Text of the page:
Structural Formula Vector Image
Title: Toluene
CAS Registry Number: 108-88-3
CAS Name: Methylbenzene
Additional Names: toluol; phenylmethane
Trademarks: Methacide
Molecular Formula: C7H8
Molecular Weight: 92.14
Percent Composition: C 91.25%, H 8.75%
Literature References: Obtained mainly from tar oil. Review of mfg processes: Faith, Keyes & Clark's Industrial Chemicals, F. A. Lowenheim, M. K. Moran, Eds. (Wiley-Interscience, New York, 4th ed., 1975) pp 822-830. Solubility: F. P. Schwarz, Anal. Chem. 52, 10 (1980). Myelotoxic potential: L. Greenburg et al., J. Am. Med. Assoc. 118, 573 (1942). Comparison with benzene of effects on hematopoiesis and bone marrow metabolism: H. W. Gerarde, AMA Arch. Ind. Health 13, 468 (1956). Acute toxicity: H. F. Smyth et al., Am. Ind. Hyg. Assoc. J. 30, 470 (1969). Evaluation of chronic occupational exposure: H. Tahti et al., Int. Arch. Occup. Environ. Health 48, 61 (1981). Review: M. C. Hoff in Kirk-Othmer Encyclopedia of Chemical Technology vol. 23 (Wiley-Interscience, New York, 3rd ed., 1983) pp 246-273. Review of reproductive toxicity: J. M. Donald et al., Environ. Health Perspect. 94, 237-244 (1991); of toxicology and human exposure: Toxicological Profile for Toluene (PB2000-108028, 2000) 357 pp.
Properties: Flammable, refractive liq; benzene-like odor. d420 0.866. mp -95°. bp 110.6°. nD20 1.4967. Flash pt, closed cup: 40°F (4.4°C). Soly in water at 23.5°C (w/w): 0.067%. Very slightly sol in water; misc with alc, chloroform, ether, acetone, glacial acetic acid, carbon disulfide. LD50 orally in rats: 7.53 g/kg (Smyth).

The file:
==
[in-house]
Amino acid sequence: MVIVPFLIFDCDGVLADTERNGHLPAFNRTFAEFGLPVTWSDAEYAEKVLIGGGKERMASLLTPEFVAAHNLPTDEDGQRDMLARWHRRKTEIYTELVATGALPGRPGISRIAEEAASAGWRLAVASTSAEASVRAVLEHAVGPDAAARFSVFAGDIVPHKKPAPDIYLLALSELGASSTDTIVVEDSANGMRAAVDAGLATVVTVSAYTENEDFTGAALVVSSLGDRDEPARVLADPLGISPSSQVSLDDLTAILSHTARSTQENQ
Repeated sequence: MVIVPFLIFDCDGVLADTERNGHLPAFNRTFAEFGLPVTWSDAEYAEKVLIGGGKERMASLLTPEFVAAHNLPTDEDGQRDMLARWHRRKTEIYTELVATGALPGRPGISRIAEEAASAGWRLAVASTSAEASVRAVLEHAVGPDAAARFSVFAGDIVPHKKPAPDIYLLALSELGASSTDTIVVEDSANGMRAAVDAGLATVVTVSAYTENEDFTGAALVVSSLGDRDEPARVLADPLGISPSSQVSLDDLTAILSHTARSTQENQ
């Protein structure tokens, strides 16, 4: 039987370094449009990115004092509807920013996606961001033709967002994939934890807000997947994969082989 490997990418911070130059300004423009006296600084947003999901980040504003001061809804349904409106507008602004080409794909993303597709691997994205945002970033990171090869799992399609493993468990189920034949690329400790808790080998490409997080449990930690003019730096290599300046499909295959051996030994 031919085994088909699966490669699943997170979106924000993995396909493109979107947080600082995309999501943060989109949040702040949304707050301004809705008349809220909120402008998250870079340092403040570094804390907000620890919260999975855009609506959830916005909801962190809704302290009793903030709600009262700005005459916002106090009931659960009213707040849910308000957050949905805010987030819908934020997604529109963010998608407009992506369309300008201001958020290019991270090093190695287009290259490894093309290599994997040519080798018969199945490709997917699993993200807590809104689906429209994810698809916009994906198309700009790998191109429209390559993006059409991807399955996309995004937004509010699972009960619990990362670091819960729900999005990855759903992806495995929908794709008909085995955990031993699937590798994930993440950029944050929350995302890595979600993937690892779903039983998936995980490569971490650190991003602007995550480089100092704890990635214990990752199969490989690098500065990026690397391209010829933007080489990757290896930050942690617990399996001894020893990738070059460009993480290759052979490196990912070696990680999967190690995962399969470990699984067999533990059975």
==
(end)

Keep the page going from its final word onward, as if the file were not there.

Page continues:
Melting point: mp -95°
Boiling point: bp 110.6°
Flash point: Flash pt, closed cup: 40°F (4.4°C)
Index of refraction: nD20 1.4967
Density: d420 0.866
Toxicity data: LD50 orally in rats: 7.53 g/kg (Smyth)
CAUTION: Readily absorbed by inhalation, ingestion and somewhat by skin contact. Direct contact may cause severe dermatitis due to drying and defatting action. May present lung aspiration hazard if ingested. Potential symptoms of acute overexposure by inhalation may include local irritation; CNS excitation and depression. Low concentrations may result in transitory mild upper respiratory tract irritation, mild eye irritation, lacrimation, metallic taste, slight nausea, hilarity, lassitude, drowsiness and impaired balance. High concentrations may cause paresthesia, vision disturbances, dizziness, nausea, headache, narcosis and collapse; death from respiratory failure or sudden ventricular fibrillation. Chronic overexposure by inhalation has been associated with hepatotoxicity and nephrotoxicity. Syndromes following chronic inhallation involve severe muscle weakness, cardiac arrhythmias, gastrointestinal and neuropsychiatric complaints. See Patty's Industrial Hygiene and Toxicology vol. 2B, G. D. Clayton, F. E. Clayton, Eds. (Wiley-Interscience, New York, 4th ed., 1994) pp 1326-1332; Clinical Toxicology of Commercial Products, R. E. Gosselin et al., Eds. (Williams & Wilkins, Baltimore, 5th ed., 1984) Section II, p 153, Section III, p 397-404.
Use: In manuf benzoic acid, benzaldehyde, explosives, dyes, and many other organic compds; as a solvent for paints, lacquers, gums, resins; thinner for inks, perfumes, dyes; in the extraction of various principles from plants; as gasoline additive.

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